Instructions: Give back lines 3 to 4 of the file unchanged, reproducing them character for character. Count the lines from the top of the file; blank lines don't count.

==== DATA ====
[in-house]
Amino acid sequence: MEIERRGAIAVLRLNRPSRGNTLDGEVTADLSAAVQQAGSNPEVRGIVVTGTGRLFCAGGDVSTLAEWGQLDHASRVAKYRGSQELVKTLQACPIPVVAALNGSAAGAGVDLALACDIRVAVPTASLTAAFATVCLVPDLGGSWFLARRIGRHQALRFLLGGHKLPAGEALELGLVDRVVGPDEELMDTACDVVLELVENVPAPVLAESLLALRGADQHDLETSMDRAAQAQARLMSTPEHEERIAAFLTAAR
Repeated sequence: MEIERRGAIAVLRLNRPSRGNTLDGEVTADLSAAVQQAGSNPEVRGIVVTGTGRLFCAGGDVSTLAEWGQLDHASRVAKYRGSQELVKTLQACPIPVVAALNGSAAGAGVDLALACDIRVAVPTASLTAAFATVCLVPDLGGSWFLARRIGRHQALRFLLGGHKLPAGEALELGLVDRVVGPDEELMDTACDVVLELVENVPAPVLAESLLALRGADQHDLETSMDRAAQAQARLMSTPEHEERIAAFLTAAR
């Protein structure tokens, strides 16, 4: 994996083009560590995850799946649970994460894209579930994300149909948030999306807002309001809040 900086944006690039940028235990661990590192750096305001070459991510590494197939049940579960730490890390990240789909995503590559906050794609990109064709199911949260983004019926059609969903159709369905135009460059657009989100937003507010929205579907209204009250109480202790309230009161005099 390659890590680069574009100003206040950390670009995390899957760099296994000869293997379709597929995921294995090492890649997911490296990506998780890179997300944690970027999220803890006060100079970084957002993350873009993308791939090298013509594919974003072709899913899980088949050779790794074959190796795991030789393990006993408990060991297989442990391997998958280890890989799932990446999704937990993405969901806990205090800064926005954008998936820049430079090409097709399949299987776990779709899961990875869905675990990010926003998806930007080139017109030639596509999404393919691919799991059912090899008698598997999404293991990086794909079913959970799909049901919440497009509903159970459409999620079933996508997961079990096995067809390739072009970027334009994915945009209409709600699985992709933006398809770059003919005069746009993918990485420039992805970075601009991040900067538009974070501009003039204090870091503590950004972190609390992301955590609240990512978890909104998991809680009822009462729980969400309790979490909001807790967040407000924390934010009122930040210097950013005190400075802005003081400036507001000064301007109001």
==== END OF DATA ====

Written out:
Repeated sequence: MEIERRGAIAVLRLNRPSRGNTLDGEVTADLSAAVQQAGSNPEVRGIVVTGTGRLFCAGGDVSTLAEWGQLDHASRVAKYRGSQELVKTLQACPIPVVAALNGSAAGAGVDLALACDIRVAVPTASLTAAFATVCLVPDLGGSWFLARRIGRHQALRFLLGGHKLPAGEALELGLVDRVVGPDEELMDTACDVVLELVENVPAPVLAESLLALRGADQHDLETSMDRAAQAQARLMSTPEHEERIAAFLTAAR
């Protein structure tokens, strides 16, 4: 994996083009560590995850799946649970994460894209579930994300149909948030999306807002309001809040 900086944006690039940028235990661990590192750096305001070459991510590494197939049940579960730490890390990240789909995503590559906050794609990109064709199911949260983004019926059609969903159709369905135009460059657009989100937003507010929205579907209204009250109480202790309230009161005099 390659890590680069574009100003206040950390670009995390899957760099296994000869293997379709597929995921294995090492890649997911490296990506998780890179997300944690970027999220803890006060100079970084957002993350873009993308791939090298013509594919974003072709899913899980088949050779790794074959190796795991030789393990006993408990060991297989442990391997998958280890890989799932990446999704937990993405969901806990205090800064926005954008998936820049430079090409097709399949299987776990779709899961990875869905675990990010926003998806930007080139017109030639596509999404393919691919799991059912090899008698598997999404293991990086794909079913959970799909049901919440497009509903159970459409999620079933996508997961079990096995067809390739072009970027334009994915945009209409709600699985992709933006398809770059003919005069746009993918990485420039992805970075601009991040900067538009974070501009003039204090870091503590950004972190609390992301955590609240990512978890909104998991809680009822009462729980969400309790979490909001807790967040407000924390934010009122930040210097950013005190400075802005003081400036507001000064301007109001």